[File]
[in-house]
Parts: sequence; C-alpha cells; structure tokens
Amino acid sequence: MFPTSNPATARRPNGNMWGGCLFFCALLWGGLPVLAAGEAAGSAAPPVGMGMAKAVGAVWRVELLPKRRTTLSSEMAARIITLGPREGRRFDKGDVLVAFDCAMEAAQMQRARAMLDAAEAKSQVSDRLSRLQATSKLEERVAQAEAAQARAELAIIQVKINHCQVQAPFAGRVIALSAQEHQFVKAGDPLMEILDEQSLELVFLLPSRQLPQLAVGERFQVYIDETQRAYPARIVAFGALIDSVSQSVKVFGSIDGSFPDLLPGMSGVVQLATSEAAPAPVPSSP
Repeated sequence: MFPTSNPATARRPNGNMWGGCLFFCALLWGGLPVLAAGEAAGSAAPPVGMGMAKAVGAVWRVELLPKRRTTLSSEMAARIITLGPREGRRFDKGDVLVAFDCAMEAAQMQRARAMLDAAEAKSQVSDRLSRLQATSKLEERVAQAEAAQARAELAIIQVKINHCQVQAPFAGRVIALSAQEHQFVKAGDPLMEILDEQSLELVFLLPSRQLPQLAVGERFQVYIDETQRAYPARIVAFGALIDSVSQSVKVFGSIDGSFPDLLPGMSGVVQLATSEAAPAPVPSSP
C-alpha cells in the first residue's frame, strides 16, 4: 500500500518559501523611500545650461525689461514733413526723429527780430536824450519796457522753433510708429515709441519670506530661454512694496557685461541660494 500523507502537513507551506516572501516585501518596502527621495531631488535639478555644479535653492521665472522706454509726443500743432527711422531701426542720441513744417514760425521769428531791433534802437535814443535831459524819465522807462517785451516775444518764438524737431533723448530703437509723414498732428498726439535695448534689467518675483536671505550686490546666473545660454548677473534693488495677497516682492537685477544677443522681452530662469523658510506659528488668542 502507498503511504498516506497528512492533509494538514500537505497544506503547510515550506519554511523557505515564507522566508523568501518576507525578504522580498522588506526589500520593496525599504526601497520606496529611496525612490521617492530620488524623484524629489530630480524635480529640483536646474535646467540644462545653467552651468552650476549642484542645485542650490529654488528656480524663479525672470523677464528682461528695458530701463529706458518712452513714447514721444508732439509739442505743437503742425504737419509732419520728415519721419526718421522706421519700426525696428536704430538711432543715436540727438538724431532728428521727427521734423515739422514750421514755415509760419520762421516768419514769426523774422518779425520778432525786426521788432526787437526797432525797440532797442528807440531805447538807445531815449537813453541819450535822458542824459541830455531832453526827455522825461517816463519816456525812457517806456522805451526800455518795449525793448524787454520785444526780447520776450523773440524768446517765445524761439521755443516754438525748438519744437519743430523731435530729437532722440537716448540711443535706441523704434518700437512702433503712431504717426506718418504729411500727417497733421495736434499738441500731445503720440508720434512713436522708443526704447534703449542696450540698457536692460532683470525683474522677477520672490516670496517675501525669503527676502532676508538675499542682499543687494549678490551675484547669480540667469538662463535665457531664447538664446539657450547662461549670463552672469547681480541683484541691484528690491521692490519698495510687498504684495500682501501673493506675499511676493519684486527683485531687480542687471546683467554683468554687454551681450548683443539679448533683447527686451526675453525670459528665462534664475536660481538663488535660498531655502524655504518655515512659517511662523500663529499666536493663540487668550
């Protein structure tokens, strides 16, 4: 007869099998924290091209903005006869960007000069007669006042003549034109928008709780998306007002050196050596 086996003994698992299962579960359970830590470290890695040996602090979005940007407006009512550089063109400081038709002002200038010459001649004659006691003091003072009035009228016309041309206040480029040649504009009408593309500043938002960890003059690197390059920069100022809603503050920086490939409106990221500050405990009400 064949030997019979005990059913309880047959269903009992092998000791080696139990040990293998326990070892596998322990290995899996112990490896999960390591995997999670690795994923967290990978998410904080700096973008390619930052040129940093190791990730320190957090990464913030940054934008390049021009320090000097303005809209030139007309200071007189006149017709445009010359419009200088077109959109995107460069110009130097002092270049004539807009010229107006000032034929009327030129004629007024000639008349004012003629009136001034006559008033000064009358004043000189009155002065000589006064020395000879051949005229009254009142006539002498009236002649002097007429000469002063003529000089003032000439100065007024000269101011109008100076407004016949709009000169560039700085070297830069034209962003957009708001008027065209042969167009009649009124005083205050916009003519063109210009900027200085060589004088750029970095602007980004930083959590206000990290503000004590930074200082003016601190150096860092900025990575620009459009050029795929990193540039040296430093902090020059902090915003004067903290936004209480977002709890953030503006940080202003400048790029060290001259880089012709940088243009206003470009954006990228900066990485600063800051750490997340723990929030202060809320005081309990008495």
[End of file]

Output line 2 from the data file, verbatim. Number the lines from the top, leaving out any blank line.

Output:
Parts: sequence; C-alpha cells; structure tokens